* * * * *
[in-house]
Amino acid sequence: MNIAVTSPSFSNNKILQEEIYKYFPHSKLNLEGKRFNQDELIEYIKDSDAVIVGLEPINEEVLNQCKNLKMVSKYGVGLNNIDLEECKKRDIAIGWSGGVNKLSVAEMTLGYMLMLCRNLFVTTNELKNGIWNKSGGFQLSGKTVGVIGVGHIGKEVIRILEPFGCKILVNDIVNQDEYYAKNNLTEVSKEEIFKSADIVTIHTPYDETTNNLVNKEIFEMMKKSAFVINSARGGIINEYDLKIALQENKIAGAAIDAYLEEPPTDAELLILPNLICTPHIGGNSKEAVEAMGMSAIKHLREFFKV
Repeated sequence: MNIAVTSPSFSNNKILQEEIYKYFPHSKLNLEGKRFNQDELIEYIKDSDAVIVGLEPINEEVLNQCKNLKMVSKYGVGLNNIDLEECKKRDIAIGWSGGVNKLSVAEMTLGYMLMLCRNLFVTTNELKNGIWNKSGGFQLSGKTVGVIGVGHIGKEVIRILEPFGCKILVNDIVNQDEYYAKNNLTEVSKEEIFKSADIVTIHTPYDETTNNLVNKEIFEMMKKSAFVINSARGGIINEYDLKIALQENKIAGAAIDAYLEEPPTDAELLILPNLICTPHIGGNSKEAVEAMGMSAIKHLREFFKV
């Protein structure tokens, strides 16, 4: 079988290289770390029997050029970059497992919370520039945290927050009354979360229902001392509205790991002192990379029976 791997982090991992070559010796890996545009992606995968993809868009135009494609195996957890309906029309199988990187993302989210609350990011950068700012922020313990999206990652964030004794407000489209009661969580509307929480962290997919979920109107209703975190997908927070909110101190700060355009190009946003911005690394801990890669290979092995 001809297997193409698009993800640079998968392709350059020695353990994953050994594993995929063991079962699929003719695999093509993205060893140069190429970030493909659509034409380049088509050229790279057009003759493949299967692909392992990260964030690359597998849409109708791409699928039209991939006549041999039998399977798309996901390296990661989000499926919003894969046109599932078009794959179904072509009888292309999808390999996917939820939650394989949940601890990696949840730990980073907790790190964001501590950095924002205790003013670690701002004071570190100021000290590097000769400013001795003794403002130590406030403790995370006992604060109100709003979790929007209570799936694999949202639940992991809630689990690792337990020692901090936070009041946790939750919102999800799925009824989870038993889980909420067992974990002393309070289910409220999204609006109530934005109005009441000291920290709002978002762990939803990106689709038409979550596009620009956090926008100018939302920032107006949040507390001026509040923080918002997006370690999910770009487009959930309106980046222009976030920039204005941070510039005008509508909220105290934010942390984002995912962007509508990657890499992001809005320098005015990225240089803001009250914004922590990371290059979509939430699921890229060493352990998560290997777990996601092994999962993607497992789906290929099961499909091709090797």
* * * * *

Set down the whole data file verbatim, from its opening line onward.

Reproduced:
[in-house]
Amino acid sequence: MNIAVTSPSFSNNKILQEEIYKYFPHSKLNLEGKRFNQDELIEYIKDSDAVIVGLEPINEEVLNQCKNLKMVSKYGVGLNNIDLEECKKRDIAIGWSGGVNKLSVAEMTLGYMLMLCRNLFVTTNELKNGIWNKSGGFQLSGKTVGVIGVGHIGKEVIRILEPFGCKILVNDIVNQDEYYAKNNLTEVSKEEIFKSADIVTIHTPYDETTNNLVNKEIFEMMKKSAFVINSARGGIINEYDLKIALQENKIAGAAIDAYLEEPPTDAELLILPNLICTPHIGGNSKEAVEAMGMSAIKHLREFFKV
Repeated sequence: MNIAVTSPSFSNNKILQEEIYKYFPHSKLNLEGKRFNQDELIEYIKDSDAVIVGLEPINEEVLNQCKNLKMVSKYGVGLNNIDLEECKKRDIAIGWSGGVNKLSVAEMTLGYMLMLCRNLFVTTNELKNGIWNKSGGFQLSGKTVGVIGVGHIGKEVIRILEPFGCKILVNDIVNQDEYYAKNNLTEVSKEEIFKSADIVTIHTPYDETTNNLVNKEIFEMMKKSAFVINSARGGIINEYDLKIALQENKIAGAAIDAYLEEPPTDAELLILPNLICTPHIGGNSKEAVEAMGMSAIKHLREFFKV
């Protein structure tokens, strides 16, 4: 079988290289770390029997050029970059497992919370520039945290927050009354979360229902001392509205790991002192990379029976 791997982090991992070559010796890996545009992606995968993809868009135009494609195996957890309906029309199988990187993302989210609350990011950068700012922020313990999206990652964030004794407000489209009661969580509307929480962290997919979920109107209703975190997908927070909110101190700060355009190009946003911005690394801990890669290979092995 001809297997193409698009993800640079998968392709350059020695353990994953050994594993995929063991079962699929003719695999093509993205060893140069190429970030493909659509034409380049088509050229790279057009003759493949299967692909392992990260964030690359597998849409109708791409699928039209991939006549041999039998399977798309996901390296990661989000499926919003894969046109599932078009794959179904072509009888292309999808390999996917939820939650394989949940601890990696949840730990980073907790790190964001501590950095924002205790003013670690701002004071570190100021000290590097000769400013001795003794403002130590406030403790995370006992604060109100709003979790929007209570799936694999949202639940992991809630689990690792337990020692901090936070009041946790939750919102999800799925009824989870038993889980909420067992974990002393309070289910409220999204609006109530934005109005009441000291920290709002978002762990939803990106689709038409979550596009620009956090926008100018939302920032107006949040507390001026509040923080918002997006370690999910770009487009959930309106980046222009976030920039204005941070510039005008509508909220105290934010942390984002995912962007509508990657890499992001809005320098005015990225240089803001009250914004922590990371290059979509939430699921890229060493352990998560290997777990996601092994999962993607497992789906290929099961499909091709090797």